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Smoothie Operator

Smoothies offer generous margins and incremental beverage sales growth for convenience stores.

​By Jerry Soverinsky

The line snaked past car detailing products and toward fresh crab legs. A crush of warehouse club customers pressed toward the end cap, eager to catch a glimpse of the inconspicuous machine that is equally adept at making both smoothies and soups.

The demonstrator walked the crowd through details of the high-powered blender—2.2 horsepower motor, 16,000 rpm blade speed—and that’s just the consumer version, he reminded us. “This is far more than a blender, folks,” the man said, as the machine effortlessly pulverized whole apples, pears and kale. A collective, “Ooh,” emanated from the crowd, their outstretched arms reaching toward him in an effort to land one of the coveted samples that he deftly poured into two-ounce paper cups.

It was a virtuoso performance with an impact that resonated through the crowd, or at least the 32 customers lucky enough to snatch up a sample of the healthful smoothie.

Revolutionary? Hardly. Blenders have been around for more than 80 years, producing tasty ice cream treats— perennial favorites—and more recently, juice concoctions that have appealed to an evolving consumer palate that favors nutrition.

In response, dedicated smoothie shops have begun springing up at a strip mall near you, while grocery stores have begun preparing smoothies onsite, offering freshly made temptations that directly target the convenience store’s grab-and-go customer. While their appeal of smoothies doesn’t approach that of a coffee program, consumers are clearly trending away from sodas and toward drinkable whole foods. Convenience store retailers can tap into this escalating foodservice opportunity by implementing a smoothie program—a low-cost addition to an existing beverage program that offers robust margins and healthy returns.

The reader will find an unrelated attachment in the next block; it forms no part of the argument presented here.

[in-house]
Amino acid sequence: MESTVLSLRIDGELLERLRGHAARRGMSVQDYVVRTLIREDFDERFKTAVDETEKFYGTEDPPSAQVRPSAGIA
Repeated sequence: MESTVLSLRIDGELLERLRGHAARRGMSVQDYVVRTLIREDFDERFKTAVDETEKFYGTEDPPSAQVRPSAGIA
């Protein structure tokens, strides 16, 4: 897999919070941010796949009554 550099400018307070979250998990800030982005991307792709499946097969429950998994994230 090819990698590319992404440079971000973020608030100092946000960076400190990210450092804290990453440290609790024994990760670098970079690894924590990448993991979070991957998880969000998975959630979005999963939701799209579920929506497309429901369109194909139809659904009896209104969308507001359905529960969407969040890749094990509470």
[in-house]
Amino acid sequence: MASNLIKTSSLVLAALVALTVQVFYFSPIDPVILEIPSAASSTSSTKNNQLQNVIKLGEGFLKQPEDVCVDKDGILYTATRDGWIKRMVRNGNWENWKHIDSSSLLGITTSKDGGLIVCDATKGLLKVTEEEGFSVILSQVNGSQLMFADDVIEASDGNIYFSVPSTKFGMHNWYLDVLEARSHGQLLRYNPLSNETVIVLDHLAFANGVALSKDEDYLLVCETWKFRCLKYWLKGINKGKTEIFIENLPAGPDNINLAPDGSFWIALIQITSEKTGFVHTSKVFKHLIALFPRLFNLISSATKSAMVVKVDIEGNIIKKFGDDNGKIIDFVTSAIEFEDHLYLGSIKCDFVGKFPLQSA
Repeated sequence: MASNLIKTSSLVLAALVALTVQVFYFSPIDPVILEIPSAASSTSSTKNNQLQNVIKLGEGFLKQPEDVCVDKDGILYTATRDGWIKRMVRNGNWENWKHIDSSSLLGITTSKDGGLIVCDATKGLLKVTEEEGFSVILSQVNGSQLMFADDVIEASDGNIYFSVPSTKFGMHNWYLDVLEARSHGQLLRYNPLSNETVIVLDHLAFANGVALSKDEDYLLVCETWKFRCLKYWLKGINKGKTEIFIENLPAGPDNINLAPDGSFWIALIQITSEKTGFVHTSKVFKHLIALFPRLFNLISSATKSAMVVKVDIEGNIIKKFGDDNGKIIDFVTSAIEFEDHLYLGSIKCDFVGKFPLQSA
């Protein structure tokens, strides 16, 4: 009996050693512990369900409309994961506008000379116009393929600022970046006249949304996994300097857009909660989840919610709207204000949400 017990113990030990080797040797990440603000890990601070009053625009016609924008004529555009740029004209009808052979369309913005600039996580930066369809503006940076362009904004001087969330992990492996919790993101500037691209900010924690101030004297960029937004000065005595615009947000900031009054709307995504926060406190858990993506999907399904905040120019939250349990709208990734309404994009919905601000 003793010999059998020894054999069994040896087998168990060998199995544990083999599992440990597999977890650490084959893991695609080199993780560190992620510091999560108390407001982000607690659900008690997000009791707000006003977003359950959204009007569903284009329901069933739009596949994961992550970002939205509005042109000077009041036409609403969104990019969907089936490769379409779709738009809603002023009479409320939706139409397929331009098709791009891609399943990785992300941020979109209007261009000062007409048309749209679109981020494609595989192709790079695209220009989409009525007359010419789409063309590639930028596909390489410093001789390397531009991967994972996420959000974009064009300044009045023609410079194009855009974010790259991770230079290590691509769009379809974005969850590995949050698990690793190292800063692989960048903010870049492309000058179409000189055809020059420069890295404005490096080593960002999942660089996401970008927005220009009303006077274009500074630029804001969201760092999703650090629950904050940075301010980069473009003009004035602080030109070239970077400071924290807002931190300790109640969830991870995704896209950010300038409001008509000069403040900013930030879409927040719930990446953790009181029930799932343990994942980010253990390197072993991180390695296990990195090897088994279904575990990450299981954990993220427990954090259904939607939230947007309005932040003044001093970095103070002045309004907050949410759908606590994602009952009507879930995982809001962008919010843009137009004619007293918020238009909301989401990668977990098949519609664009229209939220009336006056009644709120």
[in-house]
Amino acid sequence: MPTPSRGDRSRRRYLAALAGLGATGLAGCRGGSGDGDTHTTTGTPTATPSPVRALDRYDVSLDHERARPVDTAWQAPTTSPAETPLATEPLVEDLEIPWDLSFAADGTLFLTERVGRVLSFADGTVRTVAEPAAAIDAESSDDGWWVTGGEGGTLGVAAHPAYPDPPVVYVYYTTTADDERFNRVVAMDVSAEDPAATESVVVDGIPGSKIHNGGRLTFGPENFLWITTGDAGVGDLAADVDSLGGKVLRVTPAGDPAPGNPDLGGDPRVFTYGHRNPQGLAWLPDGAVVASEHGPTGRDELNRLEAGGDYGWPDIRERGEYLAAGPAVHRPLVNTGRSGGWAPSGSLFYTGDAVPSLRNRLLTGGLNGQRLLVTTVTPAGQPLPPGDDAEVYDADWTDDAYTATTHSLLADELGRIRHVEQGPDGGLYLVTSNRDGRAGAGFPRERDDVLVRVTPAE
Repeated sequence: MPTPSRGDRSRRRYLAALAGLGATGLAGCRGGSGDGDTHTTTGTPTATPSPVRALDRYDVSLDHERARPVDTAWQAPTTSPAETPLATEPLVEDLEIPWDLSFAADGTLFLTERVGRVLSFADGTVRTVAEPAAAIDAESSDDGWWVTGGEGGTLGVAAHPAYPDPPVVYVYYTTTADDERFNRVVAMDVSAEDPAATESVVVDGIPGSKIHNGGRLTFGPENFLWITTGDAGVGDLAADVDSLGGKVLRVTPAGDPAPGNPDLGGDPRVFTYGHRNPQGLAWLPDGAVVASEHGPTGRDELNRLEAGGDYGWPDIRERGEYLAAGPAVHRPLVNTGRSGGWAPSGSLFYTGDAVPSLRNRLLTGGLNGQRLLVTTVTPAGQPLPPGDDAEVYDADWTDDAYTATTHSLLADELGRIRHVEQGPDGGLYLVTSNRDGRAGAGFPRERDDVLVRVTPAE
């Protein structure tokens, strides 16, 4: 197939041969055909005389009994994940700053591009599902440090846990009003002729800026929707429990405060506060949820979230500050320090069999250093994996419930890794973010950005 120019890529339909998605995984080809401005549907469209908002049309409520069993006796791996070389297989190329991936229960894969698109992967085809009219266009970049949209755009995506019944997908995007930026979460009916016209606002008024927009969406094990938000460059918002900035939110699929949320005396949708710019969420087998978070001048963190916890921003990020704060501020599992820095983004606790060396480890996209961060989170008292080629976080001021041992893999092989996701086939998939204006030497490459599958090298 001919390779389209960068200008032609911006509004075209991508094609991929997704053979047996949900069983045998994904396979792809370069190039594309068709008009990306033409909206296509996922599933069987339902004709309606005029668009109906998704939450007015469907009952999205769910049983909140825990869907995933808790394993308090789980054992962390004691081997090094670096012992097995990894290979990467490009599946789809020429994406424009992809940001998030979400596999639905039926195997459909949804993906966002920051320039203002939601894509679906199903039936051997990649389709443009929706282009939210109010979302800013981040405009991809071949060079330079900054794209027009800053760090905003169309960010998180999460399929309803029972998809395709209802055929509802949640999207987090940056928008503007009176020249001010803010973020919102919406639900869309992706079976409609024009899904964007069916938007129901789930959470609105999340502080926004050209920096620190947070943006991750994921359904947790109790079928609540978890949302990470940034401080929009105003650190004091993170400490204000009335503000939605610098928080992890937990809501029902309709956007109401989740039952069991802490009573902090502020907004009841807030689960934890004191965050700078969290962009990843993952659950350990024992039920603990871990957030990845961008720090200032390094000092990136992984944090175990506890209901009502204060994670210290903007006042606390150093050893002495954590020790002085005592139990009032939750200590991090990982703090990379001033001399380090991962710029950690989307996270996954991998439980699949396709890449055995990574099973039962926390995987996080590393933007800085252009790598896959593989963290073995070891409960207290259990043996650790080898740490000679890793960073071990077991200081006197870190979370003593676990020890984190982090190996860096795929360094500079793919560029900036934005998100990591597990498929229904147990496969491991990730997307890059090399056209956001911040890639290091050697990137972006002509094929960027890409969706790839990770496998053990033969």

Sizable Opportunities
Far from an insignificant sales blip, the smoothie market (away from home) represents sizable opportunities, according to a 2015 Mintel Menu Analysis study:

  • $14.8 billion annual sales (freshly prepared smoothie bought away from home market)
  • 3.1 billion drinks each year (based on the 2015 Smoothie Tracker Fielded monthly by ORC International).
  • Average sale of $4.77 per drink 

Convenience stores lag far behind other channels in capitalizing on these sales, however, with just 7% and 9% of dollar and unit shares, respectively.

While the numbers point to market share opportunities for c-stores, more significant is the case for higher price points and margins. “The c-store numbers (whereby unit share exceeds dollar share) suggest that their average price is lower than the market [price] in general,” said Scott Hackman, business insights director for Vitamix. “Smoothies at smoothie shops and coffee shops can cost up to twice as much as a smoothie at a QSR … It is clear that people are willing to pay extra for smoothies that align with the trends related to health and wellness and customization.”

In terms of demographics, convenience store smoothie buyers track gender-neutral, according to the 2015 Summer Smoothie Trackers study released by intelligence firm ORC International. With an even 50-50 split between men and women, smoothies rate highest among the key 25-34 age demographic (33.7%), followed by 18-24 (25.7%) and 35-44 (13.4%).

Getting It Right
Hackman says the successful program will tap evolving consumer smoothie preferences, which have moved beyond the one-size-fits-all offering. “Health and wellness and customization are key selling points for a successful smoothie program, attributes generally missing from the offerings at QSRs and the primary reason for their declining market share,” he said. In 2012, 57% of people said they were buying smoothies at QSR restaurants; now only 40% of people say they are doing so. “This shift away is mainly due to two factors: their perception as unhealthy [beverages]; and an inability to customize.”

To maximize sales, it’s also important to understand daypart consumption preferences. “Fifty-nine percent of smoothies that were bought most recently were self-classified as snacks,” Hackman said, “a perfect opportunity for generating between-meal sales.” Additionally, sales tend to increase in the summer and early fall, during which time promotions can help drive store traffic.

All of this points to positive, incremental sales opportunities, with start-up costs and logistics that make the proposition especially attractive.

Getting Started
In contrast to most foodservice programs, a smoothie offering requires minimal cost and infrastructure for the convenience store operator. “For low volume locations, or locations that just want to dip their toe in the water of crew-serve smoothies, the only investment that they need to make is in a blender,” said Brian Harvanec, senior product manager for Vitamix. “And they just need a small amount of counter space for the blender and a refrigerator to keep their purees after opening.”